The Shikoku’s short double coat is wash and wear, requiring no trimming. The outercoat is coarse and the undercoat is soft and dense, providing warmth in winter. Every year in the spring, the Shikoku blows coat, a term used to describe the seasonal shedding of the undercoat. During this time, the Shikoku sheds heavily. Daily brushing and combing with a de-shedding tool can hasten the process. Outside of this time, the Shikoku’s coat sheds moderately and needs only brushing a few times a week. The coat is naturally clean and has no doggie odor. Trim your Shikoku’s nails every two weeks and check the ears periodically to make sure they don’t look red or inflamed. If the ears are dirty, clean them with a pet-safe ear cleaner and cotton balls or gauze squares.
The Shikoku is a hunting dog with lots of energy to burn. Owners must commit to providing abundant daily exercise and mental stimulation. Try long walks, hiking and exploring, and tossing a toy or ball, but always keep your Shikoku on a leash or in a safely enclosed place like your backyard. Bred to hunt for centuries, the Shikoku simply cannot be trusted off-leash as it may go after another dog, cat, squirrel, or another animal, paying no heed to pleas to stop.
Although the Shikoku is intelligent and fairly obedient toward its owner, the breed is primitive. It is somewhat willful and independent, so training can be maybe a challenge. Train daily, using positive techniques and rewards, and always be a fair and consistent leader. Early, frequent socialization in puppyhood is vital to curb overprotectiveness.back to menu ↑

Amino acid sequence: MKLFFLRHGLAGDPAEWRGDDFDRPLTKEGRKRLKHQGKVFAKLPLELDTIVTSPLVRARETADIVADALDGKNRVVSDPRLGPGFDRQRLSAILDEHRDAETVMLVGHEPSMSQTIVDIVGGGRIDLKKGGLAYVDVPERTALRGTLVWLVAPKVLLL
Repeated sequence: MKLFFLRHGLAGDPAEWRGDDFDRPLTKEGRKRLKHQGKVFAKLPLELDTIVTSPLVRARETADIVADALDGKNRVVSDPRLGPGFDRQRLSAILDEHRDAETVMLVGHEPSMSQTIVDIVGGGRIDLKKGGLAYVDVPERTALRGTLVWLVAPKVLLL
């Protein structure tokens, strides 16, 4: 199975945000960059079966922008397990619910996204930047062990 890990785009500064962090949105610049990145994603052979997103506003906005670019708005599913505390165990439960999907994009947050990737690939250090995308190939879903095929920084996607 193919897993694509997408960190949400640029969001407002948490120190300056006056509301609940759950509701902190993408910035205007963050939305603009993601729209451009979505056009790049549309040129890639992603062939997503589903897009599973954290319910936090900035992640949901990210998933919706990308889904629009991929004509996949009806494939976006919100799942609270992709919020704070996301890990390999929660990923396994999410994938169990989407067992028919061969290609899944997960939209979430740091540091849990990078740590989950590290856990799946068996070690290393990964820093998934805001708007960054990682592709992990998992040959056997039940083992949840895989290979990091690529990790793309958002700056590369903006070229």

Common Health Problems
The Shikoku is considered a healthy breed. However, all purebred dogs, including the Shikoku, can develop certain genetically linked health conditions. Responsible breeders test their adult Shikoku prior to breeding them to ensure they don’t pass on undesirable health conditions, such as hip and knee dysplasiaback to menu ↑
Diet and Nutrition
Like all dogs, Shikoku should eat from a high-quality food in appropriate amounts so as to avoid becoming overweight or obese. Too much weight can contribute to the development of joint disorders like hip dysplasia, knee dysplasia, and arthritis. Obesity can also lead to other serious health problems, such as diabetes. For advice about what type of food and how much food to feed your Shikoku, ask your veterinarian or Shikoku breeder.
- Beautiful, low-maintenance coat
- Active and energetic companion
- Docile and obedient with its owner
- High prey drive—not safe off-leash
- Territorial and may be aggressive with animals
- Requires abundant exercise, socialization, and training
Where to Adopt or Buy a Shikoku
The Shikoku is extremely rare outside of Japan. It may be exceedingly difficult to find a breeder, especially in North America. One place to check for a Shikoku breeder in the website of the American Kennel Club, which maintains a list of breeders for all breeds, including those like the Shikoku that are not yet fully recognized but are part of the AKC’s Foundation Stock Service.